Image by Gerd Altmann from Pixabay
Written by Tanya Terry
“Susan” Wilson, 23, has been a nurse for 10 months in Oakland County. Before the pandemic, Wilson was seeing 30-90 people a day. Now, she is running two buildings by herself sometimes and can see 90-200 people daily.
“We’ve had 30-40 (positive COVID-19) cases come in and go,” Wilson said “We keep shutting down and opening back up once we clean the place up. So, it’s been crazy lately.”
At work, Wilson has access to gloves and masks, but said they are still waiting on face shields and gowns.
“We do have the N95 masks now,” Wilson said. “It took about a month to get the N95s.”
When she came into contact with patients who had tested positive for COVID-19, Wilson said she was still fearful for her own safety. She started having symptoms as well.
“I had a headache that just wouldn’t leave, fatigue, a cough that wouldn’t go away and fever. That made me decide to go get tested for COVID-19.”
Wilson was tested on March 24. She did the nasal swab test with rapid results in Oakland County.
“They use a swab and then they go through your nasal clearing. They hold it in there for about 15 seconds. Then, they rotate it 90 degrees and pull it out. It takes about 20-30 seconds total. You get your results anywhere from 15 minutes to two hours later.”
While being tested, Wilson was worried about whether her husband and kids would also get COVID-19, if they did not already have it. She said she had a lot of anxiety and was nervous, but was not worried about herself.
“I have two asthmatic children ages 7 and 14 months.”
Wilson waited for her results for about an hour. Although she does not have any underlying conditions, she wondered if she was going to die.
The nurse came in with the physician and gave her the news she was positive. They gave her a list of do’s and don’ts. They told her to quarantine and to notify her employer, who they said they could fax the results to.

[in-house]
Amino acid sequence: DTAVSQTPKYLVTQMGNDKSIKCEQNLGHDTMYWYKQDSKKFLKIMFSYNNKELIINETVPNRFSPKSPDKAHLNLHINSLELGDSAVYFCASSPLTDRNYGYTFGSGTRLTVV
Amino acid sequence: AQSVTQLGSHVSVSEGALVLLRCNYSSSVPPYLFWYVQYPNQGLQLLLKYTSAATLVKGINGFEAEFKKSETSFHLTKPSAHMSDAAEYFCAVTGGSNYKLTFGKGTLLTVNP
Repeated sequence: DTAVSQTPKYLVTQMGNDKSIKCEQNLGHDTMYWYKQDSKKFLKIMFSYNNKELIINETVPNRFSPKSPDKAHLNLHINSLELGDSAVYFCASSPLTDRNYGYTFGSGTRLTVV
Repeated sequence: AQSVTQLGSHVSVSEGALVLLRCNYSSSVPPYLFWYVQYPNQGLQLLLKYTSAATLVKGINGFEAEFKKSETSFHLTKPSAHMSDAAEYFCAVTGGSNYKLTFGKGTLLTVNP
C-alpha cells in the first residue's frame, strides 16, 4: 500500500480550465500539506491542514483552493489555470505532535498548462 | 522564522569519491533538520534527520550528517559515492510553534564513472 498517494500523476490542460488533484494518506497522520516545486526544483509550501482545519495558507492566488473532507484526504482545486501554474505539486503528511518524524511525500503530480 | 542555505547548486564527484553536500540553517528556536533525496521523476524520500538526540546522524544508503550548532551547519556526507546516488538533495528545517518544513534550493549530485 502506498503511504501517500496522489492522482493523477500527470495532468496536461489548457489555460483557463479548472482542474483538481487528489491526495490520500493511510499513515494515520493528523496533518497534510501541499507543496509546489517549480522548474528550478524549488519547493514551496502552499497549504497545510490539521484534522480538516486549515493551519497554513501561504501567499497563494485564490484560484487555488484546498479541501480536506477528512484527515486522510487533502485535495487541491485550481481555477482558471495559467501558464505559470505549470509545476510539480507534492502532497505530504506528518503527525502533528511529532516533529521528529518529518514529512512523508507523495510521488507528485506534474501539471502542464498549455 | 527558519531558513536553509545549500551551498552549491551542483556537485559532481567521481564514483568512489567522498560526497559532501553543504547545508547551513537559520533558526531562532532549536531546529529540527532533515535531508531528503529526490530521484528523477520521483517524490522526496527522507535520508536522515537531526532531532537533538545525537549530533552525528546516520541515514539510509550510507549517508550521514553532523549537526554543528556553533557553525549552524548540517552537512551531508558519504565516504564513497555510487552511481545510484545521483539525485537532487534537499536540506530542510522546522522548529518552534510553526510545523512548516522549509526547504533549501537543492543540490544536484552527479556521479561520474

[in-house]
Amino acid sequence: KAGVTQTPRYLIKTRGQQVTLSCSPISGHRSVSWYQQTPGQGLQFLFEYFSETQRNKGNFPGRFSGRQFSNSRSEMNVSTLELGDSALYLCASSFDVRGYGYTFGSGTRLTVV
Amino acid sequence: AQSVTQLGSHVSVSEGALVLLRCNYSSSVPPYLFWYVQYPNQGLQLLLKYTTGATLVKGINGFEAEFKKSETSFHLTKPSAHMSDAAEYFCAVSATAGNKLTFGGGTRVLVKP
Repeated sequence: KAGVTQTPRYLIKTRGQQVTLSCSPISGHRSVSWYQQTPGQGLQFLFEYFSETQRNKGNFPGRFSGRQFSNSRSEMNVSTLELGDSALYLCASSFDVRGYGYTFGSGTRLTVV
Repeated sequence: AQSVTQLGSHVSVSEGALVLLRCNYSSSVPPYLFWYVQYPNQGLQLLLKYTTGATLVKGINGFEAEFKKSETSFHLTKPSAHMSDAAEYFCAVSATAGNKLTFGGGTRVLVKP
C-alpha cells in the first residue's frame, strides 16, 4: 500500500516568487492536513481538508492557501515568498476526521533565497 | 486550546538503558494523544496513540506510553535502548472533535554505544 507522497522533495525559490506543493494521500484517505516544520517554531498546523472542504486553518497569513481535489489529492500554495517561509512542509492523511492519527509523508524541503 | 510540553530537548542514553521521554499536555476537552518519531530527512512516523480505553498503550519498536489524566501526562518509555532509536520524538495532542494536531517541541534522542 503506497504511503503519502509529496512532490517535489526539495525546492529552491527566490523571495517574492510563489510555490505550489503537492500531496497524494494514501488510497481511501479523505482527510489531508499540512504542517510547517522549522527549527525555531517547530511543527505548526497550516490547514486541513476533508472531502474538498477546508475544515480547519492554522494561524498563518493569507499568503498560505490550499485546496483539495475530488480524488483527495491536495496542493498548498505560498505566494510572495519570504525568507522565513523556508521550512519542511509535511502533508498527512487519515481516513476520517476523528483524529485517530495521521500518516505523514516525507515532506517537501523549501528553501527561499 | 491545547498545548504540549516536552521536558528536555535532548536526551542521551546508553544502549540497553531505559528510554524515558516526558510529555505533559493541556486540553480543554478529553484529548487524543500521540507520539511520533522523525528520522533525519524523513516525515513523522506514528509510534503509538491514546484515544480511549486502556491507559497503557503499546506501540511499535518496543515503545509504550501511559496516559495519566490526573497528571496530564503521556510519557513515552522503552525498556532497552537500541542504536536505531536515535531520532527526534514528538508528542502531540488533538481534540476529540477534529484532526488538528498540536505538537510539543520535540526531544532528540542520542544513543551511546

“I followed their rules. I went home, and I just shut myself in my room. I’ve been taking extra precautions at work. I’m being more cautious; really doing the social distancing. When people are coughing, I educate them on coughing in their arm.”
The staff at Wilson’s job have hourly sanitation checks. Regardless of the staff member’s position, all employees are required to sanitize every hour.
“It’s all a team effort.”
Wilson said she believes working as a nurse during the pandemic has been a positive experience, and she will be more prepared if there is a second wave.
“When I took the oath to be a nurse I knew there was potential to be exposed to infectious diseases. It kind of came with the territory. I’m just fortunate not to have lost my life or lost any loved ones.”
Wilson said all the patients who came to her workplace and tested positive for COVID-19 have recovered. Workers were hospitalized with secondary pneumonia and came back to the facility a week later before being released to go home.
“We did not have any fatalities.”
Wilson tested negative for COVID-19 two times two weeks ago before returning to work.
“I could have got it from the grocery store or from work. I don’t know.”